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Boreal Community Media

Grand Marais librarian provides book recommendations for helping kids process difficult topics and events

Mar 30, 2023 12:06PM ● By Content Editor
Photo: Suad Kamardeen 

By Laura Durenberger-Grunow - Boreal Community Media - March 30, 2023

Editor's note: this is a follow-up article on how to approach difficult topics and events with kids. You can find the original article here: 
How to talk to kids about difficult topics and events

Talking with kids about difficult events and topics can be challenging. 

According to the National Association of School Psychologists (NAOSP):
"reading (or being read to) and talking with adults can help children understand and cope with their feelings in a developmentally appropriate way.

Reading also offers a great way to spend time with a child, reinforce a sense of normalcy and security, and connect with them, all of which are important to recovery from a traumatic experience."

Erika Ternes, librarian at the Grand Marais Public Library, knows books. Specifically, books for kids and youth. 

Boreal Community Media reached out to Ternes to see what book recommendations she had for addressing difficult topics and events with kids of all ages. 

The first thing Ternes suggested as a place to start is Magination Press - a resource from the American Psychological Association. 

The resources available from Magination Press is impressive, and you're sure to find something related to what you're looking for. 

For books specifically on processing difficult events on the news (or in your community), Ternes recommends the following:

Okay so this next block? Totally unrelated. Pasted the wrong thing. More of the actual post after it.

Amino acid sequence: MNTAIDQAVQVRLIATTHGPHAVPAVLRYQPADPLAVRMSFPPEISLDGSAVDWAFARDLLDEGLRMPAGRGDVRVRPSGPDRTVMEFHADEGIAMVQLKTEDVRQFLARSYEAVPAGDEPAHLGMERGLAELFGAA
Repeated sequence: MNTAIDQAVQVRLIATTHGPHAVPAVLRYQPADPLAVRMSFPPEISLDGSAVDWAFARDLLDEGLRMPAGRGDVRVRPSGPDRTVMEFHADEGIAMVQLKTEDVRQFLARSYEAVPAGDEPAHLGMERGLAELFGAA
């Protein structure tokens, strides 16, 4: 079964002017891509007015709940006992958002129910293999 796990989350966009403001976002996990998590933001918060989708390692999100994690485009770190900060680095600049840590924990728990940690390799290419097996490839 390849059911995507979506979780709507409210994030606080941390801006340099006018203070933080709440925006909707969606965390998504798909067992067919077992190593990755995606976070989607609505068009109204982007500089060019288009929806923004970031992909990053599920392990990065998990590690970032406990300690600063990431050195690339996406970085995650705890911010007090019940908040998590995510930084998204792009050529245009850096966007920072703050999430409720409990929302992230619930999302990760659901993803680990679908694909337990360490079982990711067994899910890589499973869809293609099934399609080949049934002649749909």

• The Breaking News by Sarah Lynne Reul
  • What to Do When the News Scares You by Jacqueline B. Toner
  • Most People by Michael Leannah and Jennifer E. Morris
  • Ordinary Terrible Things series by Anastasia Higgenbotham (great for slightly older kids--7 to 10-ish)

For books on identifying and processing grief, Ternes recommends these:
  • Dance Like a Leaf by A. J. Irving
  • The Shared Room by Kao Kalia Yang
  • Dadaji's Paintbrush by Rashmi Sirdeshpande
  • The Pond by Nicola Davies
  • The Forever Sky by Thomas Peacock
  • We Dream Medicine Dreams by Lisa Boivin

For helping tweens and teens delve into loss, trauma, racism, and coming-of-age, Ternes has the following recommendations:
  • The Crossover by Kwame Alexander
  • When You Trap a Tiger by Tae Keller
  • Ghost by Jason Reynolds
  • Finding Junie Kim by Ellen Oh

NAOSP suggests "letting the characters and story help your child understand how to cope, and open the door to conversations on ways to feel less anxious or nervous about what is happening (or has happened)."
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